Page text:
Better accesibility to e-books is good news for the print disabled - most people with vision impairments read in this format rather than braille. It's also good news for the leisure reader - I had a friend whose husband was a long distance truck driver and he loved listening to audiobooks while he was driving. The range of titles is so much better now than the Catherine Cookson- style Victorian romances and westerns that dominated the old audiobook on tape and CD format.
For the serious researcher though, the preferred digital format is full text online rather than audio. Why? If you live in this part of the world and your research area isn't NZ-related (or even if it is), you need access to out-of-print and often very fragile old texts that in the past you would have had track down and use in a rare book archive in some overseas uni or national library archive. Project Guttenberg started it all off, and the NZ equivalent is the NZ Electronic Book Center. Having this material online makes access so much easier and cheaper, and (a plus for the library that owns it) it protects the old book from rough handling. Here's one I tracked down via Google Books and used while researching my PhD at Auckland Uni. It isn't available in hard copy in NZ.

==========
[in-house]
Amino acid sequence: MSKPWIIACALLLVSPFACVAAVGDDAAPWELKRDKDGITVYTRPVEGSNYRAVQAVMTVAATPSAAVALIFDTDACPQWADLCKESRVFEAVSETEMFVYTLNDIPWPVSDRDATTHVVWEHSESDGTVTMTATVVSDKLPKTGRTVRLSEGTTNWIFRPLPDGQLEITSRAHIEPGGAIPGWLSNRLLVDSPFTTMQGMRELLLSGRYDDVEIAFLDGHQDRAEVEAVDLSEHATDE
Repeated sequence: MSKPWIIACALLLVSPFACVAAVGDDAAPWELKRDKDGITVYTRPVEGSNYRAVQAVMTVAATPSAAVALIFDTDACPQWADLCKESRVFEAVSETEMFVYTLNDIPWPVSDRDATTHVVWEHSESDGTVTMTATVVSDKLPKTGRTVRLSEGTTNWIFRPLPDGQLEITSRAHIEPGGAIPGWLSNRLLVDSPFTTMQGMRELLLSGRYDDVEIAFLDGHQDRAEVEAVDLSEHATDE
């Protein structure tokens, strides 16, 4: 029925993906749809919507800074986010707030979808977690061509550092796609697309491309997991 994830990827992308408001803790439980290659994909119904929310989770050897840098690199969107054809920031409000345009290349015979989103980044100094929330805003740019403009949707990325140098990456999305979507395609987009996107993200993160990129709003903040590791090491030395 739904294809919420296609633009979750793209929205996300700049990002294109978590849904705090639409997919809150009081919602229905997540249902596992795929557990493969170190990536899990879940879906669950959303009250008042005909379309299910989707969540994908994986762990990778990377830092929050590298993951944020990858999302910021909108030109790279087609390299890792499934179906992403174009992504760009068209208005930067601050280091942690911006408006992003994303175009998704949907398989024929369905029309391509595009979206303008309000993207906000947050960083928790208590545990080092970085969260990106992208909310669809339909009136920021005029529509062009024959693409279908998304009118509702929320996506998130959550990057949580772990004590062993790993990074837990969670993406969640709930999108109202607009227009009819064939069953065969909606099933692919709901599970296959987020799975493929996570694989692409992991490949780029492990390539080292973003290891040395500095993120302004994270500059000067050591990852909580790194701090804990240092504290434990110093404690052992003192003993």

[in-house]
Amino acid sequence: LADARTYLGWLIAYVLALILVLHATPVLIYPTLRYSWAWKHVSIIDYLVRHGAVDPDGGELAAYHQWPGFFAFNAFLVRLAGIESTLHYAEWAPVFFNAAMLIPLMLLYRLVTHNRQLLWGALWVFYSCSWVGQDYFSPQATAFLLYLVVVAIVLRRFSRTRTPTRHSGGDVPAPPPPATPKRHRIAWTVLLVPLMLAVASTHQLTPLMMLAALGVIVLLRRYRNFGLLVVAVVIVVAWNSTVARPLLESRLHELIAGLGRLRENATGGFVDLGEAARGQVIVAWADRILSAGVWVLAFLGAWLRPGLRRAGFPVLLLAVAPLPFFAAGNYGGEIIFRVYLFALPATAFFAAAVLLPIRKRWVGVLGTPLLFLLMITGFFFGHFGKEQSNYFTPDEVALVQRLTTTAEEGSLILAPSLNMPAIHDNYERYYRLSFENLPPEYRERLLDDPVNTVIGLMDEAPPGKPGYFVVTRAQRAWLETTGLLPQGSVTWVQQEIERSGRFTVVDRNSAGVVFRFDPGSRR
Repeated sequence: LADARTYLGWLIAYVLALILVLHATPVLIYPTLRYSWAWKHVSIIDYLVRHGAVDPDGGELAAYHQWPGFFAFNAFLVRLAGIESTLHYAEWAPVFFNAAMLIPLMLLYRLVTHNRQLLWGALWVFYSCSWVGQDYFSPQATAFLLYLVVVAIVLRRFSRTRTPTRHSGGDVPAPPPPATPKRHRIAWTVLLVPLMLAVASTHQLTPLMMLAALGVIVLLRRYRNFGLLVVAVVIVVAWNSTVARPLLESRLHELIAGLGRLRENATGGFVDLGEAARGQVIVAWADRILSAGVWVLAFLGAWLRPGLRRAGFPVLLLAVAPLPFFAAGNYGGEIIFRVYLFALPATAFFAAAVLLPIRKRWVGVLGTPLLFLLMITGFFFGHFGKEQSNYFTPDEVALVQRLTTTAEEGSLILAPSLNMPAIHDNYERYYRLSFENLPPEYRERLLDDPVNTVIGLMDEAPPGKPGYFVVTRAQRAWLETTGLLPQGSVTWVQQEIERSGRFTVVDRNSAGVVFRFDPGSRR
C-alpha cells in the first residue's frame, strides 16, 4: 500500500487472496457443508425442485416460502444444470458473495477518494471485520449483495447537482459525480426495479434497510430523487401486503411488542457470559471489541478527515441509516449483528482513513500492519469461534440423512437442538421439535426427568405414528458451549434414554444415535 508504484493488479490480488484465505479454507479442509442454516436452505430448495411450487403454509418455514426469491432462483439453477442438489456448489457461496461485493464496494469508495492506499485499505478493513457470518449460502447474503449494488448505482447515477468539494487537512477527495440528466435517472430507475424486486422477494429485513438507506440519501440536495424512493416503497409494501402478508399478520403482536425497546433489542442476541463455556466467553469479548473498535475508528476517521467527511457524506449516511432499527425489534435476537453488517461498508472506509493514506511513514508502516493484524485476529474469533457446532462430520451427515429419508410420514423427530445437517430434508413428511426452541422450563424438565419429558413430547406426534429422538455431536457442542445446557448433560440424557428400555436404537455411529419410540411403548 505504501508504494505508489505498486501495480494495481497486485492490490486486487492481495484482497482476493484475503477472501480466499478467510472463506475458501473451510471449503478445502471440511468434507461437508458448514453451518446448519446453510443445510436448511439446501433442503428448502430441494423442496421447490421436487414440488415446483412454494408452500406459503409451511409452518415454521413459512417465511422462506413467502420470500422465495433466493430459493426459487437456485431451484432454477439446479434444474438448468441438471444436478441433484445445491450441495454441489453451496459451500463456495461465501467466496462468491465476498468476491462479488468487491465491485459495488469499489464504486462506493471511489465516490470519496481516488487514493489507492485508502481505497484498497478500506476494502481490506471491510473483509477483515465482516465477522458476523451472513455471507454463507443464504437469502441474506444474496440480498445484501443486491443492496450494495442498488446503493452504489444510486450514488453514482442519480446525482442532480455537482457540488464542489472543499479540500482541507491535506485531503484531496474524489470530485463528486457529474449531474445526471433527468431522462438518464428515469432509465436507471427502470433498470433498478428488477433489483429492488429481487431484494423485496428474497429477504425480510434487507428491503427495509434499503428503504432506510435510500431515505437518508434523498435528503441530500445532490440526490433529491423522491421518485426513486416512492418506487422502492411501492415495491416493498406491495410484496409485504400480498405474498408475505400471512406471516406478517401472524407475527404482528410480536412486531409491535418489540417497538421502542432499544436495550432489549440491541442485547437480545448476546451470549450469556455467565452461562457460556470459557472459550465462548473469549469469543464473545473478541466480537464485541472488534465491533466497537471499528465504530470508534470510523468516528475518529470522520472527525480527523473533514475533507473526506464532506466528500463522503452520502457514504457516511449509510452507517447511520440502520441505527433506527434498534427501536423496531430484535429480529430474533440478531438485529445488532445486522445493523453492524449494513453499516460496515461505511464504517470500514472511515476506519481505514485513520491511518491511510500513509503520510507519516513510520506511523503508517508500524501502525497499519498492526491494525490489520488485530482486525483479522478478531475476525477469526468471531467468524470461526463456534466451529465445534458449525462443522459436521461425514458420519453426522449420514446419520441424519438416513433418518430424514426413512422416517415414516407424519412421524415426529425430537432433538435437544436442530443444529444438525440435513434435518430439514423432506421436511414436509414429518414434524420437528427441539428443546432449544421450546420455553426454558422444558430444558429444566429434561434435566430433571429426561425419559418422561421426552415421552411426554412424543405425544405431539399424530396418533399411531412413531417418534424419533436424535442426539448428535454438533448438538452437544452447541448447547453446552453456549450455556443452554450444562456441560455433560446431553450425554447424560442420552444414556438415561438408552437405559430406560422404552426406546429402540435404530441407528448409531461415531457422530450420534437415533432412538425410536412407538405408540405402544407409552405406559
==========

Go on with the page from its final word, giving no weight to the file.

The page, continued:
People interested in full text online versions of out-of-copyright New Zealand books should try the NZECTC site - it's a goldmine for those interested in NZ literature and history.